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Hoarding Hinders Success

Silver coins hoard from around 1700, England -...Image via Wikipedia

Face it. Unless your goals are very small, you're going to need help. Or at least some support. Unless you can do the work of the whole team by yourself, both performance and morale are going to suffer. You must quit hoarding and learn to delegate.

Be honest.

  • Do you hoard tasks, keeping your favorite ones for yourself?
  • Do you "throw" tasks at people without an overall plan or sufficient follow-up? And then complain because they never really got it?
  • Do you micromanage because you don't trust others to do it "right?"
  • Do you think it's easier or faster to just do it yourself?

If you answered yes to some of the questions above, you may have a delegation problem. The majority of managers do.

Andrew Carnegie said years ago, "No man will make a great leader who wants to do it all himself, or to get all the credit for doing it." Wanting all the credit is one thing; wanting to do it all yourself, for whatever reason, is another.

Time is our most precious commodity. There's never enough. One of the main reasons is that managers do too much themselves. They often do too much themselves because of their discomfort with delegation.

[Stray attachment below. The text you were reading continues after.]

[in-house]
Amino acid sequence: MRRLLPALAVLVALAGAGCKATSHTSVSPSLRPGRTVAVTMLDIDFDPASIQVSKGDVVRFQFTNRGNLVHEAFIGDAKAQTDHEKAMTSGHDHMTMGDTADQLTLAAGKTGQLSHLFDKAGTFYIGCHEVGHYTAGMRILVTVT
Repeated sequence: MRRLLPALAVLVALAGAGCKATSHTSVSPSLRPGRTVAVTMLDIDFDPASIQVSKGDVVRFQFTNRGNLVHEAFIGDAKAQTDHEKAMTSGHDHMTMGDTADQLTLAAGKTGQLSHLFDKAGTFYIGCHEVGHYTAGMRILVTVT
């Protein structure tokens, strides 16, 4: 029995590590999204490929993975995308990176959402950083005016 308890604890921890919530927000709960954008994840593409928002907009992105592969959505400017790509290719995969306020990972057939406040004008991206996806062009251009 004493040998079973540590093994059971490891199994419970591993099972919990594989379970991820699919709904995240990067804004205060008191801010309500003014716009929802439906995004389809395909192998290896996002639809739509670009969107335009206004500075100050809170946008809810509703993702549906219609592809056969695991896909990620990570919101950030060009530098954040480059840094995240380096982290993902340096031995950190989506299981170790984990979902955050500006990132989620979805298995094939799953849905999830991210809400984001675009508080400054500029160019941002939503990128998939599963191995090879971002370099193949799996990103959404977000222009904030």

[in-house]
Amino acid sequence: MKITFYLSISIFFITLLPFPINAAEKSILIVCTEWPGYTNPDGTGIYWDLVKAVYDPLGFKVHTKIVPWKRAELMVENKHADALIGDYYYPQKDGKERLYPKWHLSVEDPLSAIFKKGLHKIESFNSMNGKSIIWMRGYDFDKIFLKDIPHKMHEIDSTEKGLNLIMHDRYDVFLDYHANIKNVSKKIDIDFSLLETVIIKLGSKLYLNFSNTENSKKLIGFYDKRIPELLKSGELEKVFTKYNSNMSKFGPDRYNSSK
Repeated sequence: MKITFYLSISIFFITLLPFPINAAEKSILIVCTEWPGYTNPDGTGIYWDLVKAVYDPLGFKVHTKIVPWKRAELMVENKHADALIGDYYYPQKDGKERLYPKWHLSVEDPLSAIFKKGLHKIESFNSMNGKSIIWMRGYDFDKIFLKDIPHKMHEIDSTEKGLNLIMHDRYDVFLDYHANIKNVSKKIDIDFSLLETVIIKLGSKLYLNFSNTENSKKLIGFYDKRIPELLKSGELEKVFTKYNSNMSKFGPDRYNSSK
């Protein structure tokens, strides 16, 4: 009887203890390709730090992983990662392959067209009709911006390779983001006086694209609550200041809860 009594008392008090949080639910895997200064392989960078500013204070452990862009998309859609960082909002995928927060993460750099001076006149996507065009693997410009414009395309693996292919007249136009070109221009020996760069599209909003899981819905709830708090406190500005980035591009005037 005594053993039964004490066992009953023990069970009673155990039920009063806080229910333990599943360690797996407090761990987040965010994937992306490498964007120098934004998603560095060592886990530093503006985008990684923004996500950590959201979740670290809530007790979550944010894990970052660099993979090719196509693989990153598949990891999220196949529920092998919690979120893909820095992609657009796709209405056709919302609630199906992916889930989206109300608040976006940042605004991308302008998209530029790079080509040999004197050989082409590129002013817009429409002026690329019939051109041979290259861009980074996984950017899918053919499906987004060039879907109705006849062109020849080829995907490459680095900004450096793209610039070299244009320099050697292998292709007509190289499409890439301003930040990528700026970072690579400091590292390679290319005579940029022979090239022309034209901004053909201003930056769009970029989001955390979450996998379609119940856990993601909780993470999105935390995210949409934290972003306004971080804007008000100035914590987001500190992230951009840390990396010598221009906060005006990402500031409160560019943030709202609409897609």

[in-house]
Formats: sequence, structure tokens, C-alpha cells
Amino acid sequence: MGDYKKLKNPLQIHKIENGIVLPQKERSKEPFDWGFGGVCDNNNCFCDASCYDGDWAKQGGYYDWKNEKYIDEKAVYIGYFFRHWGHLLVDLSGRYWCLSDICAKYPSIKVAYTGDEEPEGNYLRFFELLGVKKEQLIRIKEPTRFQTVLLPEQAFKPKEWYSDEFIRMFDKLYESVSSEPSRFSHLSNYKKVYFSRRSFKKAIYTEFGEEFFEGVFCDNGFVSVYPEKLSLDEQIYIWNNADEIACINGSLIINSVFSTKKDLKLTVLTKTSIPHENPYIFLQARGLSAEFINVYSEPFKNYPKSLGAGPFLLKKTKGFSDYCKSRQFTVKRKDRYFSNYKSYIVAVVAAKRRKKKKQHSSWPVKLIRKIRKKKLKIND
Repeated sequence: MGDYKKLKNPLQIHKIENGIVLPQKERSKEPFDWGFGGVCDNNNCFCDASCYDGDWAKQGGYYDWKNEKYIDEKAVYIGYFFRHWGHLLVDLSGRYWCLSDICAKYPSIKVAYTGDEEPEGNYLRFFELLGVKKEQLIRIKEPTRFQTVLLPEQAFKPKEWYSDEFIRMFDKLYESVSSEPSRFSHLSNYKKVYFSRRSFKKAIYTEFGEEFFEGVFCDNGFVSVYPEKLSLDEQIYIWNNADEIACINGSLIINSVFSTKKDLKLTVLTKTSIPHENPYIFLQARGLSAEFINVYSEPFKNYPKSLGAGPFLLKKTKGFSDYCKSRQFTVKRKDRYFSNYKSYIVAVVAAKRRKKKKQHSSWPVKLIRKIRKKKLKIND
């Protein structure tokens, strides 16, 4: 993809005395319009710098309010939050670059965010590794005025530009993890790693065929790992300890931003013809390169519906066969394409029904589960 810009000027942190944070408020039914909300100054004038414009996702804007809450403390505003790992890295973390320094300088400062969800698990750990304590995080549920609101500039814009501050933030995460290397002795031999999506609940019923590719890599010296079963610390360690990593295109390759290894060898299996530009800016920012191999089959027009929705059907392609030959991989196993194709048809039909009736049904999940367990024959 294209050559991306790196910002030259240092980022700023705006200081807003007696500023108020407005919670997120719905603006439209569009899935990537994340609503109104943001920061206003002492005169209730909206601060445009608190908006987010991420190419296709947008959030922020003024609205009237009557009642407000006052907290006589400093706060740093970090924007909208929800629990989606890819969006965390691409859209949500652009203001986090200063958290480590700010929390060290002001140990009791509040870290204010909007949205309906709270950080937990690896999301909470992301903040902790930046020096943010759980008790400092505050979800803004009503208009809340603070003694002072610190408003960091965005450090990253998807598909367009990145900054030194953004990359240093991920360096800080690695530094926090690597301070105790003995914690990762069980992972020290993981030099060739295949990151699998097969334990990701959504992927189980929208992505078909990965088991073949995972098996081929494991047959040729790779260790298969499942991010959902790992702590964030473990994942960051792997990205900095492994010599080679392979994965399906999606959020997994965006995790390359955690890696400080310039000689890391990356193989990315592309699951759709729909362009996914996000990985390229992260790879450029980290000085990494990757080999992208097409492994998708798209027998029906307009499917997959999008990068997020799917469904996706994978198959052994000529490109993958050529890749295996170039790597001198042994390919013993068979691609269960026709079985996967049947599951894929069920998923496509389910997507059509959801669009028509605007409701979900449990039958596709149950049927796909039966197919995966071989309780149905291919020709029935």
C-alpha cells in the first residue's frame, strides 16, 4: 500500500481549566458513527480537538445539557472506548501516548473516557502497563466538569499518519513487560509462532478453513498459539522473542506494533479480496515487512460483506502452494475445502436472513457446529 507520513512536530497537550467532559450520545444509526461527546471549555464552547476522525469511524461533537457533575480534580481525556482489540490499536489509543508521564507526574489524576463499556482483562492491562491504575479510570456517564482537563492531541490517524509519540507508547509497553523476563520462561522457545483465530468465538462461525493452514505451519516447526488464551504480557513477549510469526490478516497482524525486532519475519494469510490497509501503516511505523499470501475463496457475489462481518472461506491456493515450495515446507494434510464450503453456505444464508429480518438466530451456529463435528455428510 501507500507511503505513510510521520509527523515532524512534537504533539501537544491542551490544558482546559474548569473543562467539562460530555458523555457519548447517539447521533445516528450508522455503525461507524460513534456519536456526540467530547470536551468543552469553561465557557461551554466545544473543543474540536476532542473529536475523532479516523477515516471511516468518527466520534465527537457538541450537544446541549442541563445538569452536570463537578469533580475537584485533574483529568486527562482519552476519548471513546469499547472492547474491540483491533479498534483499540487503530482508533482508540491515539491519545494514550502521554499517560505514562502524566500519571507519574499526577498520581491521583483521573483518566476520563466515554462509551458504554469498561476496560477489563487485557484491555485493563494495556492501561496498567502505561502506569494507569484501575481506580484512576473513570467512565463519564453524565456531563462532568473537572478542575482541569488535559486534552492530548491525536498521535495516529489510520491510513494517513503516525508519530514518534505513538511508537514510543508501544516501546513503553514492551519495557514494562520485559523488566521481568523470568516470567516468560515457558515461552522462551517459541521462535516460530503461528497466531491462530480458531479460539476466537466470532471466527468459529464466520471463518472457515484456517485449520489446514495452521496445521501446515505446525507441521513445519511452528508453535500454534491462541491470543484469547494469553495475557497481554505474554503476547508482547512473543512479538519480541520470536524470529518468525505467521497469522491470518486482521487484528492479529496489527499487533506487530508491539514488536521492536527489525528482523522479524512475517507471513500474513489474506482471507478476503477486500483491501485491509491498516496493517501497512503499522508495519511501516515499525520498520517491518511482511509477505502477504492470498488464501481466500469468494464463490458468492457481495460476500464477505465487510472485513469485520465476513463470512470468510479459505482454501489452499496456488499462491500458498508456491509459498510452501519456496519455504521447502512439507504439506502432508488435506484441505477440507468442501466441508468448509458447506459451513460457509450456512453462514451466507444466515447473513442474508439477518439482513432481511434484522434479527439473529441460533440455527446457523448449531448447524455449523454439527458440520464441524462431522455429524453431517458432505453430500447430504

We all know cognitively that delegation frees up valuable time. Delegation motivates. Delegation develops people. It gets more done. It's a skill that first-line supervisors are supposed to learn.

Yet, many high level executives still haven't grasped it.

Even senior leaders can be guilty of doing the tactical stuff first and letting everything strategic go until last. And when they do that, they don't have time to develop others. That makes them even more reluctant to delegate work because their team members aren't ready to accept it. Duh!

If you know you hoard tasks and don't delegate effectively, try this:

  • Identify an important goal that's looming for you and your team.
  • Who's most critical to you and the team achieving that success?
  • What are the specifics of what that person needs to know to help achieve that goal?
  • Spend time now with that person and make sure they understand the why as well as the how of the task or project.
  • Then be available to that individual to answer questions, re-direct and reinforce.

You'll find yourself agreeing with William Feather, American author and publisher, who said, "Next to doing a good job yourself, the greatest joy is in having someone else do a first-class job under your direction."

 

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